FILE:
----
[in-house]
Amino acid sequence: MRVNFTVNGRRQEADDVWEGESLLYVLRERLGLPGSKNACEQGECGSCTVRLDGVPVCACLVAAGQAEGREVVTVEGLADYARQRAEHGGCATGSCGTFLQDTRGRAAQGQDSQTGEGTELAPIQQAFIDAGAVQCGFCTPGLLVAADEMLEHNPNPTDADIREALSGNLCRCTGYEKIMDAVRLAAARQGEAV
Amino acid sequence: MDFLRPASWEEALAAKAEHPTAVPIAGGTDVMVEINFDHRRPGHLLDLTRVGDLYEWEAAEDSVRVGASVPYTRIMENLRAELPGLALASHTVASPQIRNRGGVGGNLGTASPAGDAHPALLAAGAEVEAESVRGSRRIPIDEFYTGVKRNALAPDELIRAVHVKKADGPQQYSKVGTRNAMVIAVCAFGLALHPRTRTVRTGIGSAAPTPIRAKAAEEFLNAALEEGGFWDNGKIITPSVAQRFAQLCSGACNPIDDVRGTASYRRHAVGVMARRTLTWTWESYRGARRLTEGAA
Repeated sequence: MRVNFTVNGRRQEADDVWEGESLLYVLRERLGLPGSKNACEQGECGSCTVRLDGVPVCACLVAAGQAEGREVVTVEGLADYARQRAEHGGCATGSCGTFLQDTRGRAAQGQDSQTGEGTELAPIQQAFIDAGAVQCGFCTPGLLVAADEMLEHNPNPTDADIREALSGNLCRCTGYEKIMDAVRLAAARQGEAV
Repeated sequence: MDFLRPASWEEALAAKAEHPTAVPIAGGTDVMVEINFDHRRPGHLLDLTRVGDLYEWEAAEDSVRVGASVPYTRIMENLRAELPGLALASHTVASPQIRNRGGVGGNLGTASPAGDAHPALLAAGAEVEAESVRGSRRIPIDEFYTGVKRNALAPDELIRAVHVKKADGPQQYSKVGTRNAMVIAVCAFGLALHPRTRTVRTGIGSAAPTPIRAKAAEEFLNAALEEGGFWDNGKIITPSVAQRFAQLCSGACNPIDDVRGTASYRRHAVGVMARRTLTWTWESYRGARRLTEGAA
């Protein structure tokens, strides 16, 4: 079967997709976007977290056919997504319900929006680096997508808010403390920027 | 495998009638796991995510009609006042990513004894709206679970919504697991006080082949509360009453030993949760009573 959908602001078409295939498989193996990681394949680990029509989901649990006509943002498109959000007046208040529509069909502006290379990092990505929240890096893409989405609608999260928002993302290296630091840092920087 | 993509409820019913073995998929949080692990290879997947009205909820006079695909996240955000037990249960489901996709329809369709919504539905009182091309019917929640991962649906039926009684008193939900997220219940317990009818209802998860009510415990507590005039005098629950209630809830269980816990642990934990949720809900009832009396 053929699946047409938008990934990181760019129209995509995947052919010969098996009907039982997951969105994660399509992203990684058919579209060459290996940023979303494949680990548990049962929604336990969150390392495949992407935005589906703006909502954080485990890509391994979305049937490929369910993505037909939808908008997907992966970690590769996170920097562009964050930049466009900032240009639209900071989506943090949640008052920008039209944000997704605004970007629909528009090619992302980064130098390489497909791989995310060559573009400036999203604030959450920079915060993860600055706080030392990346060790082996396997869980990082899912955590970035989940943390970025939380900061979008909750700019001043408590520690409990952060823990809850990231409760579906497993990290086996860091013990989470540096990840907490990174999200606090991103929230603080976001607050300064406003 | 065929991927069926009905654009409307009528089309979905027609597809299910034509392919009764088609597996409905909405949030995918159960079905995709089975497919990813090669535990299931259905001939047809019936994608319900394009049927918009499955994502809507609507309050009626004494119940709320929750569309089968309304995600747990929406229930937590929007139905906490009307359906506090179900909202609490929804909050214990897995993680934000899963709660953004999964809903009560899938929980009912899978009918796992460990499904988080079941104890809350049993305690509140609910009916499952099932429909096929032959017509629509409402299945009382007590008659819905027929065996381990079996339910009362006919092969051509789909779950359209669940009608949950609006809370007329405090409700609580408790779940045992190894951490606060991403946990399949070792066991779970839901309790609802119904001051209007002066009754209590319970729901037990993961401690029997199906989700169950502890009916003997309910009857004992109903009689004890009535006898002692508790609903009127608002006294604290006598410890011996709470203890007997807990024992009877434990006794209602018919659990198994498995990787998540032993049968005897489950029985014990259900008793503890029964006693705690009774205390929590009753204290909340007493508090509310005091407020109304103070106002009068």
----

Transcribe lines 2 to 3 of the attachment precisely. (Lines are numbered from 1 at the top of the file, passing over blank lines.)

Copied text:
Amino acid sequence: MRVNFTVNGRRQEADDVWEGESLLYVLRERLGLPGSKNACEQGECGSCTVRLDGVPVCACLVAAGQAEGREVVTVEGLADYARQRAEHGGCATGSCGTFLQDTRGRAAQGQDSQTGEGTELAPIQQAFIDAGAVQCGFCTPGLLVAADEMLEHNPNPTDADIREALSGNLCRCTGYEKIMDAVRLAAARQGEAV
Amino acid sequence: MDFLRPASWEEALAAKAEHPTAVPIAGGTDVMVEINFDHRRPGHLLDLTRVGDLYEWEAAEDSVRVGASVPYTRIMENLRAELPGLALASHTVASPQIRNRGGVGGNLGTASPAGDAHPALLAAGAEVEAESVRGSRRIPIDEFYTGVKRNALAPDELIRAVHVKKADGPQQYSKVGTRNAMVIAVCAFGLALHPRTRTVRTGIGSAAPTPIRAKAAEEFLNAALEEGGFWDNGKIITPSVAQRFAQLCSGACNPIDDVRGTASYRRHAVGVMARRTLTWTWESYRGARRLTEGAA